I typed in “home broadband internet plans” and here’s what I got;
For this example, let’s take a look at Dodo.
Remember: I’m a user looking for a lot of data, fast internet and a great deal. This ad seemed to deliver on my objectives – Unlimited Internet, upfront price in the ad. I was skeptical on the ADSL part though, but really, they had me at unlimited.
So here’s where I landed;
So what makes this a good landing page?
It’s consistent with the ad
If you’re advertising a price, a discount or a promotion in your advertisement then you need to make sure you repeat that again. After all, it’s most likely why someone has chosen to click on it. It needs to be obvious when the customer first land there, and it needs to be one of your main selling points. There’s nothing more frustrating for a customer than getting promised something and then having that promise disappear as soon as the seller thinks they’ve got you.
Get straight to the point – have a short snappy elevator pitch
In this case, their elevator pitch is the price that they offered; “Unlimited Broadband for $59.80 per month”. Dodo has done this well. Yes, you might have heaps of selling points, but remember what your customer is looking for, and why your ad worked in the first place – that brilliant, short elevator pitch. The graphics get straight to the point and they even draw your eyes to what most customers would be looking for – UNLIMITED, $59.80.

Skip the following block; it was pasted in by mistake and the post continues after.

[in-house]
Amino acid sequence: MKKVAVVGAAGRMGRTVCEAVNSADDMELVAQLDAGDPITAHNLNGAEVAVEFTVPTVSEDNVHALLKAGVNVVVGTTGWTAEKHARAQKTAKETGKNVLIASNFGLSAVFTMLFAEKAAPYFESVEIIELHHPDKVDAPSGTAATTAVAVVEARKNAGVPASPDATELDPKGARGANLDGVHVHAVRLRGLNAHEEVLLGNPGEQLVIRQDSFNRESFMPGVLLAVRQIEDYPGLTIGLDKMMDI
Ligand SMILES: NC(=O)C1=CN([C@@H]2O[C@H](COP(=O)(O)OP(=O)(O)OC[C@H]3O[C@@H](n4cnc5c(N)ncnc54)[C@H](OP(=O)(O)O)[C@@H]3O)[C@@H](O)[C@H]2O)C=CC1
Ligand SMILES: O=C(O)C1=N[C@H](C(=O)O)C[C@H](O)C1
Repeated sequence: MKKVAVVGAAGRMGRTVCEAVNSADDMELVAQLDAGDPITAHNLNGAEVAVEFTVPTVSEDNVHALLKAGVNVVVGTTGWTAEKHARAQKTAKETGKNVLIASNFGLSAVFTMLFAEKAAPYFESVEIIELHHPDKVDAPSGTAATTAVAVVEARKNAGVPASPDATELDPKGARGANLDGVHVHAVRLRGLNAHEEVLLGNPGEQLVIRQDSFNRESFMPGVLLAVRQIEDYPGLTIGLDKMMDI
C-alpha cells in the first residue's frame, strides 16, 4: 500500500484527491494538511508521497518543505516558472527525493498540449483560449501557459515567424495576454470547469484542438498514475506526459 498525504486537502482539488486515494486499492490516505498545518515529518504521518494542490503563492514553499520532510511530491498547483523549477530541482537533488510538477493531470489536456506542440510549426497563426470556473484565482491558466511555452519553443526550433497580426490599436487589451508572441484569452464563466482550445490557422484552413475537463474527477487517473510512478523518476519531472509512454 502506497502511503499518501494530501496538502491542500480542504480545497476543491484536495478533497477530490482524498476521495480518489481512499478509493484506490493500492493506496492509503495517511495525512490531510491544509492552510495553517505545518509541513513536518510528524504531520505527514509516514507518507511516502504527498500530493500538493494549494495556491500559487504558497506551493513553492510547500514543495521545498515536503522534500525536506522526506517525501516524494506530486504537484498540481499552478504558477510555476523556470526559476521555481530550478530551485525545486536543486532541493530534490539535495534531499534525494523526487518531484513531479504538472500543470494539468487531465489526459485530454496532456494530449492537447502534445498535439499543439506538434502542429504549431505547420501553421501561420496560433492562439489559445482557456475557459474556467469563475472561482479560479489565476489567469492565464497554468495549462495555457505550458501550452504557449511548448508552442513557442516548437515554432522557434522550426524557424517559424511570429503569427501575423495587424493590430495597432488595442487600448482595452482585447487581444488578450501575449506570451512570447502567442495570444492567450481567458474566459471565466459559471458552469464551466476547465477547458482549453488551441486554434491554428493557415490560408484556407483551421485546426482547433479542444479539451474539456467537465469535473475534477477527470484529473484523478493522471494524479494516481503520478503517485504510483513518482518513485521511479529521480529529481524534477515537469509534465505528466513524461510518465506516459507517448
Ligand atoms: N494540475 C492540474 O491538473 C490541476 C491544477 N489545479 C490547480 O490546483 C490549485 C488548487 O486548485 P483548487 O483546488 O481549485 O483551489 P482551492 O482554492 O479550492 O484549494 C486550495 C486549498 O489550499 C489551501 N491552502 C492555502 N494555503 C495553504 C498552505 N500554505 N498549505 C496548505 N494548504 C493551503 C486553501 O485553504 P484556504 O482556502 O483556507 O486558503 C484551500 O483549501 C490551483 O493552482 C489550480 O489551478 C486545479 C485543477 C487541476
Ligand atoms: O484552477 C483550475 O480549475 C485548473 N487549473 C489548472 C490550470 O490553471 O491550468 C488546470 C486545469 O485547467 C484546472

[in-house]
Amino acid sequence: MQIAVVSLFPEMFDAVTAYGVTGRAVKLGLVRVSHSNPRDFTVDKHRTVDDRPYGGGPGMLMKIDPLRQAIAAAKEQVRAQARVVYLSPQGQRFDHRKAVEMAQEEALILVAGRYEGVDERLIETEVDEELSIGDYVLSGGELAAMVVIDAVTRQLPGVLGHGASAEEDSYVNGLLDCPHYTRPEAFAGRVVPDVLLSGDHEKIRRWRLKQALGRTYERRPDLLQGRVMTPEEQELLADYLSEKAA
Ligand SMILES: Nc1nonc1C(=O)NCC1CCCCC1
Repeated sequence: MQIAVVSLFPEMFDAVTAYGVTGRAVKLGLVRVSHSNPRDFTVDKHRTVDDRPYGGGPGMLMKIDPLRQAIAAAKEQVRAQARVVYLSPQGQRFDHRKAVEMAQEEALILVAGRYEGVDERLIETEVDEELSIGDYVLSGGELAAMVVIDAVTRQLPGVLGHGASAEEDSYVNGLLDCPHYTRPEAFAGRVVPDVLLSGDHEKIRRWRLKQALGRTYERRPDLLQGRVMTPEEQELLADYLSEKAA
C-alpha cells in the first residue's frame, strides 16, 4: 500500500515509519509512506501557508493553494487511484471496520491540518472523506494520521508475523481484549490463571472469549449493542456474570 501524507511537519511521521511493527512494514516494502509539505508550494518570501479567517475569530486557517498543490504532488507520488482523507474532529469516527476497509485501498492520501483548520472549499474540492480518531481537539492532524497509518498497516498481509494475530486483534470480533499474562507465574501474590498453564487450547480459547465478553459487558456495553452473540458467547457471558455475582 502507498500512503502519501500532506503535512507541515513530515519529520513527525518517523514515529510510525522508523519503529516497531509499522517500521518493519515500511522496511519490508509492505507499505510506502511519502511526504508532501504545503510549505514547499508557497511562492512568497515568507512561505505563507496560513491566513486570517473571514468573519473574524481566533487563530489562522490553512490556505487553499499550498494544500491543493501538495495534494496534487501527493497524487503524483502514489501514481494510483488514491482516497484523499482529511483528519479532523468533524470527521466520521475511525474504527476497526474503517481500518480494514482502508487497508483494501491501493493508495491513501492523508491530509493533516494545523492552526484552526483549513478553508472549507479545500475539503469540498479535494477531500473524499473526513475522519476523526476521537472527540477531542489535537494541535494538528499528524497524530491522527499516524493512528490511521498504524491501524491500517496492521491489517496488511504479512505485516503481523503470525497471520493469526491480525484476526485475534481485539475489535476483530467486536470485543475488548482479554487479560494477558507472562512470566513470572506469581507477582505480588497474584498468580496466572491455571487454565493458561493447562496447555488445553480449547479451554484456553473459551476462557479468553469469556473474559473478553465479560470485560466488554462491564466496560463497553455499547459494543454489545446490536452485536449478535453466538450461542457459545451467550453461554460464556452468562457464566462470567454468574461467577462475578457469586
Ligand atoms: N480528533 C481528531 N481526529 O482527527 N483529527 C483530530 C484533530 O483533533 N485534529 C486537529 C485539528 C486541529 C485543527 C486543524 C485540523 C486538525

The secondary selling points are also secondary in the graphic; ADSL2+ Broadband, Including Line Rental.
Another great feature is actually the bird – Dodo runs a lot of ads both online and offline with this bird as their mascot. Featuring it here helps to link it in with those other forms of ads and helps to solidify their brand in a customer’s mind.
Here’s a DON’T – your landing page is not about you! It’s about your customers. Yes, branding is important and it’s good to ensure that your customers remember your business and who you are, but your landing page should not be egotistical. There are great ways to be consistent to your brand without taking away from what you’re really trying to do; which is sell your product or service to an audience. Dodo has done this really well.